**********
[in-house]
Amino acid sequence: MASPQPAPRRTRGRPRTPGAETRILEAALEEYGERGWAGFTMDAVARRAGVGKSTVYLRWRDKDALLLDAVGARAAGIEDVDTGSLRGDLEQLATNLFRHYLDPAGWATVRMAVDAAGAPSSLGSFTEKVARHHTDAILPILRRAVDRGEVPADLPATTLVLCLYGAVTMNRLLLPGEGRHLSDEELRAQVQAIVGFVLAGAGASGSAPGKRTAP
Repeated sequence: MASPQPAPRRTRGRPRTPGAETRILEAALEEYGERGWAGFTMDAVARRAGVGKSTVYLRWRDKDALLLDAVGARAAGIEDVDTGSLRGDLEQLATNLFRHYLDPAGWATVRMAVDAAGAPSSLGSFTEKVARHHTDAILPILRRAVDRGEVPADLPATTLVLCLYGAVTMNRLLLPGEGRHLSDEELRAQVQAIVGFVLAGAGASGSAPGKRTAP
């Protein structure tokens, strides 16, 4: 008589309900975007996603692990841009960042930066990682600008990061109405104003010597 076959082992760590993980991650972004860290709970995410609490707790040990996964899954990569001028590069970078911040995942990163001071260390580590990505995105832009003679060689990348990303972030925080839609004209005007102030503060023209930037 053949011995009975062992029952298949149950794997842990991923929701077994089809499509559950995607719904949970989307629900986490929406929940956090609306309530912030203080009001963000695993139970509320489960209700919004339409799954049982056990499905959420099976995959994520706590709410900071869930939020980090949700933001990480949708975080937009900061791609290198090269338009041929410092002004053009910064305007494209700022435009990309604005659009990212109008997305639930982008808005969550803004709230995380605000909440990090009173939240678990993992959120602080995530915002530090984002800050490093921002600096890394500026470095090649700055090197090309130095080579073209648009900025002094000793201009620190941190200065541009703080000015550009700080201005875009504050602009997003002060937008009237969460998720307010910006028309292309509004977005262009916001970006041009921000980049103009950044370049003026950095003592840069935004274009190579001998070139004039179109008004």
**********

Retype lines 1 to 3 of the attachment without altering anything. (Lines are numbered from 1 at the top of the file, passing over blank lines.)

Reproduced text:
[in-house]
Amino acid sequence: MASPQPAPRRTRGRPRTPGAETRILEAALEEYGERGWAGFTMDAVARRAGVGKSTVYLRWRDKDALLLDAVGARAAGIEDVDTGSLRGDLEQLATNLFRHYLDPAGWATVRMAVDAAGAPSSLGSFTEKVARHHTDAILPILRRAVDRGEVPADLPATTLVLCLYGAVTMNRLLLPGEGRHLSDEELRAQVQAIVGFVLAGAGASGSAPGKRTAP
Repeated sequence: MASPQPAPRRTRGRPRTPGAETRILEAALEEYGERGWAGFTMDAVARRAGVGKSTVYLRWRDKDALLLDAVGARAAGIEDVDTGSLRGDLEQLATNLFRHYLDPAGWATVRMAVDAAGAPSSLGSFTEKVARHHTDAILPILRRAVDRGEVPADLPATTLVLCLYGAVTMNRLLLPGEGRHLSDEELRAQVQAIVGFVLAGAGASGSAPGKRTAP